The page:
There’s no shortage of work for dog trainers, according to those in the industry. The increase in demand stems from the surge of pet adoptions during the pandemic. In fact, about 12.6 million households took in pets between March and December, according to the American Pet Products Association (APPA).
“With the start of the pandemic, a lot of people adopted puppies and adult dogs, and they also spent a lot more time than before around the dogs they have at home and noticed how many of their behaviors annoyed them,” Steffi Scott, owner of SpiritDog Training in Cedar Crest, N.M., told Forbes.
Franki Santi, co-owner of Eola Pets in Orlando, Fla., told Pet Product News (PPN) that many of their new clients are first time dog owners or pet owners experiencing dog separation anxiety as they transition back into the office.
“We’ve seen a tremendous increase in demand for dog training services and a huge influx of puppies in our dog walking programs,” Santi said.
Some dog trainers are so busy that it’s becoming overwhelming, according to an article in The New York Times (NYT).
“I am getting so many requests for training that I can barely keep up,” Ann Becnel, a dog trainer in New Orleans, told NYT.
April Chillari, the owner of Core Canine in Alexandria, Va., shared similar sentiments to the newspaper.
“Prior to the pandemic, I would book up three to five weeks in advance,” Chillari said. “Now I have a 10-week waiting list.”
It’s not just the demand that has noticeably changed, it’s also the way in which business is conducted. Scott had done in-person dog training classes for years before the pandemic struck, but once shelter-in-place orders hit, that suddenly disappeared, she told Forbes. Like many, Scott soon embraced the virtual concept.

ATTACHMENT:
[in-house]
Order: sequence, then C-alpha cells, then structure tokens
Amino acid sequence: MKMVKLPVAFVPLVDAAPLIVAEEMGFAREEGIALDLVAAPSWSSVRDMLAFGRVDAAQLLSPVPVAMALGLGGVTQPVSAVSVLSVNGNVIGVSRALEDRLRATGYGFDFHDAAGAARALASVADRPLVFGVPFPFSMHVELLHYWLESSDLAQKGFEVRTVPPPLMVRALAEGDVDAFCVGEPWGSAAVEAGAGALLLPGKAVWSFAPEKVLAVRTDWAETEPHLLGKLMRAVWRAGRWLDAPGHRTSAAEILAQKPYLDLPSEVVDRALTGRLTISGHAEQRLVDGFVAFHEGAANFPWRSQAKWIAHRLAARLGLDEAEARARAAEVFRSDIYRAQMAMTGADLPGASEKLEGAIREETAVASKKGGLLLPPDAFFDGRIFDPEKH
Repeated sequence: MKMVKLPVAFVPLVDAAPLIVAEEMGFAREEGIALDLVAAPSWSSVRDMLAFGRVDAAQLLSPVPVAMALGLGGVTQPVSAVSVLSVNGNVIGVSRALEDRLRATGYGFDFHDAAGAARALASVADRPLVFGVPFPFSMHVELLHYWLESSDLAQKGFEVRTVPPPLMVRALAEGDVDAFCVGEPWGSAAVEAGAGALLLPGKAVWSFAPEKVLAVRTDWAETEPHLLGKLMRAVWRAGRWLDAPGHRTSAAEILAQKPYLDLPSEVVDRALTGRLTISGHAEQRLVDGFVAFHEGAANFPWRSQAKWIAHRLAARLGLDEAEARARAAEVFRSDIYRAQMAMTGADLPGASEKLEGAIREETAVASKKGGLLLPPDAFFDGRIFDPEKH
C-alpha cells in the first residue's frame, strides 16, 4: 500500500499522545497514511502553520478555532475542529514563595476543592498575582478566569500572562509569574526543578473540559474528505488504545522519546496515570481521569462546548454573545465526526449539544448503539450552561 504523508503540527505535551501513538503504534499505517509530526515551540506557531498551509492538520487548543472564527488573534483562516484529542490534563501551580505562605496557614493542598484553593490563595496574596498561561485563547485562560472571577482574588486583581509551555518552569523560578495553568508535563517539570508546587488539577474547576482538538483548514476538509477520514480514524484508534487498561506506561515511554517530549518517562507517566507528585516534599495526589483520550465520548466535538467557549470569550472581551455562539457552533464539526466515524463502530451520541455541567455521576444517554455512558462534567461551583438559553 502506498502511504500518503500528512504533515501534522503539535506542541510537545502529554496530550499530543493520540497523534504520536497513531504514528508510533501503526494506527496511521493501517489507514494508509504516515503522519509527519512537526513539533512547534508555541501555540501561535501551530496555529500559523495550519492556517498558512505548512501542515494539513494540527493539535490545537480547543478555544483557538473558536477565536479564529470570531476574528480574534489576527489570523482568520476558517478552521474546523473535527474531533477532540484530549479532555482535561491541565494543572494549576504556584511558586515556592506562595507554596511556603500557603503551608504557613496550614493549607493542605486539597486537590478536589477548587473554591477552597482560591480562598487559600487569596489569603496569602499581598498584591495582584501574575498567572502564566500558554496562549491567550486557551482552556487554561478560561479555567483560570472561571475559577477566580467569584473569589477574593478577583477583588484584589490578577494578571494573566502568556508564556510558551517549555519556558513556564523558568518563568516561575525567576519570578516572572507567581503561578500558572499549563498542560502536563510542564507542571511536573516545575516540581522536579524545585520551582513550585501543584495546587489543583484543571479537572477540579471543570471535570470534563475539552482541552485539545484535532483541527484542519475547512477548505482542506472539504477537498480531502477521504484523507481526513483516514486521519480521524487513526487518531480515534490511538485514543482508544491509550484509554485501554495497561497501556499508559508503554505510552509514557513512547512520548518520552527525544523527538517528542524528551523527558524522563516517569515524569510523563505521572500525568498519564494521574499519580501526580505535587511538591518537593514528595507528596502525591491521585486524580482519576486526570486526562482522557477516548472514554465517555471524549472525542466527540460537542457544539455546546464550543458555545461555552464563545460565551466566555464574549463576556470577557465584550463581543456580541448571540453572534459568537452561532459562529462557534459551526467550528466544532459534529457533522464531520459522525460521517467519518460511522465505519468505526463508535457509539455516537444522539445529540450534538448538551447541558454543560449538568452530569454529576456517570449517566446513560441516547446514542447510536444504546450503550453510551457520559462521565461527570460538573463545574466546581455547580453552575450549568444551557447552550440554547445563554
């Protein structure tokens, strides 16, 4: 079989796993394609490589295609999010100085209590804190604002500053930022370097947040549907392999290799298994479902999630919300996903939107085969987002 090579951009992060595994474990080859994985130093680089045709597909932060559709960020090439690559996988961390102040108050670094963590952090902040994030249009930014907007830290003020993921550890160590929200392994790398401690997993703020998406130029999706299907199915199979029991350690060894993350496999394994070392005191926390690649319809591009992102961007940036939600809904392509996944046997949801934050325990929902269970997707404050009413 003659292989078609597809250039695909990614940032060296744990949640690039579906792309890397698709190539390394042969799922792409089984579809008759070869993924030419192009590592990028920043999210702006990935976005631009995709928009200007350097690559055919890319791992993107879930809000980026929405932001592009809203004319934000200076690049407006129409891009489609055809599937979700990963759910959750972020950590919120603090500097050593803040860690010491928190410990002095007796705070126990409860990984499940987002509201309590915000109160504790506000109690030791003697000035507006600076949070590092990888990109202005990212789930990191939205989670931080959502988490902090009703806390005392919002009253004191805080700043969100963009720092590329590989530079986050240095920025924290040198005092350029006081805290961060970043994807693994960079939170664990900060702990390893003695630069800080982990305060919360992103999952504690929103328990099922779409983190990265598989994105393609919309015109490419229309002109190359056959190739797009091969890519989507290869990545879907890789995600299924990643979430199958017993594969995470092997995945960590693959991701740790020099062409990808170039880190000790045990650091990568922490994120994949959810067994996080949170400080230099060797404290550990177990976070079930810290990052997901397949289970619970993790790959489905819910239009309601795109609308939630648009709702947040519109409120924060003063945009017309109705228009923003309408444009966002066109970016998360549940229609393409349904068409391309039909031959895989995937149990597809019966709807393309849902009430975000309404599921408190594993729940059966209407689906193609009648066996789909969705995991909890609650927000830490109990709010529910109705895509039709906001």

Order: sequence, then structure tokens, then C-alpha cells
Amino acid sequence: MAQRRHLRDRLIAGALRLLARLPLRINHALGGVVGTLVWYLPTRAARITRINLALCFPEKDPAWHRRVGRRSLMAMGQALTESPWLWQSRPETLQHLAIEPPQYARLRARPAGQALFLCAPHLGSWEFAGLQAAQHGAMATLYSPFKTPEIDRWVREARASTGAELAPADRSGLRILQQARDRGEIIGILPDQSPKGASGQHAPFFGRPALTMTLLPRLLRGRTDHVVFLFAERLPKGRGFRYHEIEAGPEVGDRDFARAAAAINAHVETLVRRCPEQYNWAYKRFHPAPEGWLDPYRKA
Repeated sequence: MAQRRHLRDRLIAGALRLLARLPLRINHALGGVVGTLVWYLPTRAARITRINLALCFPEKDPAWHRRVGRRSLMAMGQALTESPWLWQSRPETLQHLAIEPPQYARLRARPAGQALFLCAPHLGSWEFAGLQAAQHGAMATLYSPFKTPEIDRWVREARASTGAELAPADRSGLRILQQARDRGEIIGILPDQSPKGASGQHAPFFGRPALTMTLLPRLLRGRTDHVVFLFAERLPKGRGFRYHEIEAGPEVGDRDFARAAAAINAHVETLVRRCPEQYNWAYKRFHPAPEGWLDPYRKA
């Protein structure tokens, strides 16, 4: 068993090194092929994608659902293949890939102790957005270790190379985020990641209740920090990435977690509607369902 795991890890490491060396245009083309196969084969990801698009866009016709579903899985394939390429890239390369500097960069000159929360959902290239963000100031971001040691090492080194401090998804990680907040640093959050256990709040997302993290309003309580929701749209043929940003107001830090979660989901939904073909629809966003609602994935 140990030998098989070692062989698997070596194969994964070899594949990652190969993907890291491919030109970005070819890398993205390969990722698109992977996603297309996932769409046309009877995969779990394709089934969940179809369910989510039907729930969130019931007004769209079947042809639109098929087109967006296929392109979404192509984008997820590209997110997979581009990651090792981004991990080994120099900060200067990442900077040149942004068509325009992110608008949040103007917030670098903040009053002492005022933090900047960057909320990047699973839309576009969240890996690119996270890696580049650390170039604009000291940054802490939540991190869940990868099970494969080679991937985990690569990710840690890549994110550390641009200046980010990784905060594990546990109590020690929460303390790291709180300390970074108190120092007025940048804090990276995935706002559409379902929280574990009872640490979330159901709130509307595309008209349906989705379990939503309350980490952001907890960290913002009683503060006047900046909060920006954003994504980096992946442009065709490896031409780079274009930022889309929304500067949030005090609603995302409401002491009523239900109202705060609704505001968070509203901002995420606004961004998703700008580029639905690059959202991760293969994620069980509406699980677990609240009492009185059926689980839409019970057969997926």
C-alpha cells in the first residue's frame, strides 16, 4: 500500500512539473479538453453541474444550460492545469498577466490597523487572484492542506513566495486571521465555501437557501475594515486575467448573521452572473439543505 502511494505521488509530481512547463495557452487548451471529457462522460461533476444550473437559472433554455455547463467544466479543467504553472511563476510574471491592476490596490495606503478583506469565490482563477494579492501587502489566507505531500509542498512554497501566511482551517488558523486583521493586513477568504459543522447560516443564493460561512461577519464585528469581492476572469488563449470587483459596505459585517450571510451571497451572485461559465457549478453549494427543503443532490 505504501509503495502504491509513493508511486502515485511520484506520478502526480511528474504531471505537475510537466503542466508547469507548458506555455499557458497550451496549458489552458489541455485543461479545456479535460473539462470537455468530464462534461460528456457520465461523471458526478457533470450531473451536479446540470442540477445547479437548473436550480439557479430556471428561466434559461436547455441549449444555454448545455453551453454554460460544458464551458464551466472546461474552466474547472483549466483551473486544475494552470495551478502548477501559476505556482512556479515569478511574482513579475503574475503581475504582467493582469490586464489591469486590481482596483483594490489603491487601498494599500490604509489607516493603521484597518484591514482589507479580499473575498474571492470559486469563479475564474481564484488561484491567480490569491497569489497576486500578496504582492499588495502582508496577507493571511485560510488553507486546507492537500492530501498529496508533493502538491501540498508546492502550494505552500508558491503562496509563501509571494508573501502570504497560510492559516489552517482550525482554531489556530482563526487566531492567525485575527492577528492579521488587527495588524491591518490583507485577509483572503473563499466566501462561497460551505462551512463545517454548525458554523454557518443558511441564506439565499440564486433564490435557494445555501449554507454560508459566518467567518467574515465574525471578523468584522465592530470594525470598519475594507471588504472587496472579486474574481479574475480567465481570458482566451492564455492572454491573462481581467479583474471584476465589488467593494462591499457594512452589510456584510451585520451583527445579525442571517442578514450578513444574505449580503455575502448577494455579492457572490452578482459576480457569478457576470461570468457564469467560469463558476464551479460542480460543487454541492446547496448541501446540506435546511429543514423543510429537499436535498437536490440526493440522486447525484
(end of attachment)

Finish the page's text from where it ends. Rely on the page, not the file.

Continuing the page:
“I think I filmed 20 entire new courses or so [on Facebook],” Scott said. “The good thing is you can film all of this training essentially without leaving the house or yard.”
Since then, Scott has hired people part-time for online ad help, search engine optimization and a new web design to support a subscription business model, according to Forbes. Scott has been averaging $20,000 a month in revenue, quite an increase from the $60,000 total she made in 2019, Forbes further noted.
“My business has changed drastically,” Kim Roche, a dog trainer and behavioral consultant in Austin, Texas, told the NYT. “I used to do a lot of group classes, and now I’ve discontinued those completely.”
Mark Forrest Patrick, a dog trainer in Rochester, N.Y., and the board chair for the Association of Professional Dog Trainers, has also taken on virtual training.
“It’s amazing that I now have clients in California, Florida and Kansas City, who just found me online,” Patrick told the NYT.
As shelter-in-place orders have lifted, many dog trainers have resumed in-person sessions but have modified their routines, according to the NYT. Some offer no-contact training, where they give the dog owners instructions while wearing masks and staying six feet apart, the NYT noted.
“Our dog training is offered as a private service,” Santi told PPN. “Our trainer safely picks up the dog and works with him or her and returns the dog back to the owner once they complete their session. Once things ease up, we plan to offer small group classes, as our training philosophy includes a lot of socialization for city dogs. We do also plan to continue offering virtual training solutions as the reach is much wider and we’re able to serve more people that way.”
If anything, the pandemic has taught the need for flexibility.
“This pandemic has shown us that you always need to be ready to pivot your business,” Santi said. “Having a strong connection with your community is important—they support businesses they love and trust. Ask them what they need from you and offer help in any way you can. What value can you offer them in these times?”
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